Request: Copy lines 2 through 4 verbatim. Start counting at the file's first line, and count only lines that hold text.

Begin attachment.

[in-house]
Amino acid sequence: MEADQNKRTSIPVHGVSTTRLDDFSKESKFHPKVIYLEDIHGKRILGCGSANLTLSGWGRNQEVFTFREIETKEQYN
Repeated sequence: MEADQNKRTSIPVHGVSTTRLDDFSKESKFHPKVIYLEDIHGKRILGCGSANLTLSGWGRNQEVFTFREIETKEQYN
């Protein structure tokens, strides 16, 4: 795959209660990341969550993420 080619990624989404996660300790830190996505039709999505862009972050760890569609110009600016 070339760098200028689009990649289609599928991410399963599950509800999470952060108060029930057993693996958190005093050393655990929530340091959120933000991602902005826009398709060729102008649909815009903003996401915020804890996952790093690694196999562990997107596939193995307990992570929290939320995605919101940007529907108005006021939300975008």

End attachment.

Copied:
Amino acid sequence: MEADQNKRTSIPVHGVSTTRLDDFSKESKFHPKVIYLEDIHGKRILGCGSANLTLSGWGRNQEVFTFREIETKEQYN
Repeated sequence: MEADQNKRTSIPVHGVSTTRLDDFSKESKFHPKVIYLEDIHGKRILGCGSANLTLSGWGRNQEVFTFREIETKEQYN
């Protein structure tokens, strides 16, 4: 795959209660990341969550993420 080619990624989404996660300790830190996505039709999505862009972050760890569609110009600016 070339760098200028689009990649289609599928991410399963599950509800999470952060108060029930057993693996958190005093050393655990929530340091959120933000991602902005826009398709060729102008649909815009903003996401915020804890996952790093690694196999562990997107596939193995307990992570929290939320995605919101940007529907108005006021939300975008």